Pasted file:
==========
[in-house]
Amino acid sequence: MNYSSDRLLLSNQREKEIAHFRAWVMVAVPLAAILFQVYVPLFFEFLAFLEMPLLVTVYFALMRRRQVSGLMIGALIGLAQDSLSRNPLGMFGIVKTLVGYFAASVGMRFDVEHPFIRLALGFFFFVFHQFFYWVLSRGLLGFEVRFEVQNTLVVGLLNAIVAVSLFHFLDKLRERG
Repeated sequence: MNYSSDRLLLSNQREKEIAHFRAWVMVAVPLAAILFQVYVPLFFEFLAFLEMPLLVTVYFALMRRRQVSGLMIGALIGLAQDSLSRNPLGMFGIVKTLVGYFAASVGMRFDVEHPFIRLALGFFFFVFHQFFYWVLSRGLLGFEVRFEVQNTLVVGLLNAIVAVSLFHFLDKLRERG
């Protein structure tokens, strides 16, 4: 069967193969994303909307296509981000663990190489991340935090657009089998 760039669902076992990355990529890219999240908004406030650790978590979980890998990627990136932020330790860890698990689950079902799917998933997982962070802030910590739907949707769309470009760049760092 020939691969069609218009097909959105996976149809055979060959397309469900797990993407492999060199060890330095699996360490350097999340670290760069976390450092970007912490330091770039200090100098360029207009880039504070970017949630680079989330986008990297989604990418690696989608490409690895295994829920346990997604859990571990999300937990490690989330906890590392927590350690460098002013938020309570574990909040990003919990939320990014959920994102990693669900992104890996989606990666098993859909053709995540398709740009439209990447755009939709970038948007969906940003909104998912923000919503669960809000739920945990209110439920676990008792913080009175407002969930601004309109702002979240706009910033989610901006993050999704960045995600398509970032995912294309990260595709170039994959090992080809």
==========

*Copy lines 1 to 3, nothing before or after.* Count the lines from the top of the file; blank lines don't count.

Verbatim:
[in-house]
Amino acid sequence: MNYSSDRLLLSNQREKEIAHFRAWVMVAVPLAAILFQVYVPLFFEFLAFLEMPLLVTVYFALMRRRQVSGLMIGALIGLAQDSLSRNPLGMFGIVKTLVGYFAASVGMRFDVEHPFIRLALGFFFFVFHQFFYWVLSRGLLGFEVRFEVQNTLVVGLLNAIVAVSLFHFLDKLRERG
Repeated sequence: MNYSSDRLLLSNQREKEIAHFRAWVMVAVPLAAILFQVYVPLFFEFLAFLEMPLLVTVYFALMRRRQVSGLMIGALIGLAQDSLSRNPLGMFGIVKTLVGYFAASVGMRFDVEHPFIRLALGFFFFVFHQFFYWVLSRGLLGFEVRFEVQNTLVVGLLNAIVAVSLFHFLDKLRERG